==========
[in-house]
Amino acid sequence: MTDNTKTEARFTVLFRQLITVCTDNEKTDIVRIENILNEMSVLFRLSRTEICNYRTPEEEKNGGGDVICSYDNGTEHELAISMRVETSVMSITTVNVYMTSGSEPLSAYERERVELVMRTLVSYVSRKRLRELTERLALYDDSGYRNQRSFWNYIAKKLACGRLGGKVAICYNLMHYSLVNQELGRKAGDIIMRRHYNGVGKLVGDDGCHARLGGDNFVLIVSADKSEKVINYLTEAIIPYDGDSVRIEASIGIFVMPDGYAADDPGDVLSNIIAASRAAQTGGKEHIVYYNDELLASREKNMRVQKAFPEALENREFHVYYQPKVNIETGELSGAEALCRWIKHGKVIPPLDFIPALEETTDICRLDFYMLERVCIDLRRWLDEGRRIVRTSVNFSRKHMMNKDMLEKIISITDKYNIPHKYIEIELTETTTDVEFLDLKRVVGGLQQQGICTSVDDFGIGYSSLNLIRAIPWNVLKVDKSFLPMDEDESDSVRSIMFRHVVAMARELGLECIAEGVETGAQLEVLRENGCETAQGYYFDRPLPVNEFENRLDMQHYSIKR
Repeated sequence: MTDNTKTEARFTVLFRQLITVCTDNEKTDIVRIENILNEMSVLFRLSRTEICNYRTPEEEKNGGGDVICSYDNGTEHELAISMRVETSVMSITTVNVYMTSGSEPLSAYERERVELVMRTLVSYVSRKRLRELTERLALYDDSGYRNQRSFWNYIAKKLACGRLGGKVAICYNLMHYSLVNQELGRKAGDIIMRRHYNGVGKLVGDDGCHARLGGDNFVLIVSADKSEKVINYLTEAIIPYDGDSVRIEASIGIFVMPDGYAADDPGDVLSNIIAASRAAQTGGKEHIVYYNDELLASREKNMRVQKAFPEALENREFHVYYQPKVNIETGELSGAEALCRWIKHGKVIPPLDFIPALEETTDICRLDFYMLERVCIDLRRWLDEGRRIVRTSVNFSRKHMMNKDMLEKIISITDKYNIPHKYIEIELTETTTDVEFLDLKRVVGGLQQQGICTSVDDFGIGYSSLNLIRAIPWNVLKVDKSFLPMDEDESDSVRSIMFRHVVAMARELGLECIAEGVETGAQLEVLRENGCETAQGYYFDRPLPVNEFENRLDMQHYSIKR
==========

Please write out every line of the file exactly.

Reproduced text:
[in-house]
Amino acid sequence: MTDNTKTEARFTVLFRQLITVCTDNEKTDIVRIENILNEMSVLFRLSRTEICNYRTPEEEKNGGGDVICSYDNGTEHELAISMRVETSVMSITTVNVYMTSGSEPLSAYERERVELVMRTLVSYVSRKRLRELTERLALYDDSGYRNQRSFWNYIAKKLACGRLGGKVAICYNLMHYSLVNQELGRKAGDIIMRRHYNGVGKLVGDDGCHARLGGDNFVLIVSADKSEKVINYLTEAIIPYDGDSVRIEASIGIFVMPDGYAADDPGDVLSNIIAASRAAQTGGKEHIVYYNDELLASREKNMRVQKAFPEALENREFHVYYQPKVNIETGELSGAEALCRWIKHGKVIPPLDFIPALEETTDICRLDFYMLERVCIDLRRWLDEGRRIVRTSVNFSRKHMMNKDMLEKIISITDKYNIPHKYIEIELTETTTDVEFLDLKRVVGGLQQQGICTSVDDFGIGYSSLNLIRAIPWNVLKVDKSFLPMDEDESDSVRSIMFRHVVAMARELGLECIAEGVETGAQLEVLRENGCETAQGYYFDRPLPVNEFENRLDMQHYSIKR
Repeated sequence: MTDNTKTEARFTVLFRQLITVCTDNEKTDIVRIENILNEMSVLFRLSRTEICNYRTPEEEKNGGGDVICSYDNGTEHELAISMRVETSVMSITTVNVYMTSGSEPLSAYERERVELVMRTLVSYVSRKRLRELTERLALYDDSGYRNQRSFWNYIAKKLACGRLGGKVAICYNLMHYSLVNQELGRKAGDIIMRRHYNGVGKLVGDDGCHARLGGDNFVLIVSADKSEKVINYLTEAIIPYDGDSVRIEASIGIFVMPDGYAADDPGDVLSNIIAASRAAQTGGKEHIVYYNDELLASREKNMRVQKAFPEALENREFHVYYQPKVNIETGELSGAEALCRWIKHGKVIPPLDFIPALEETTDICRLDFYMLERVCIDLRRWLDEGRRIVRTSVNFSRKHMMNKDMLEKIISITDKYNIPHKYIEIELTETTTDVEFLDLKRVVGGLQQQGICTSVDDFGIGYSSLNLIRAIPWNVLKVDKSFLPMDEDESDSVRSIMFRHVVAMARELGLECIAEGVETGAQLEVLRENGCETAQGYYFDRPLPVNEFENRLDMQHYSIKR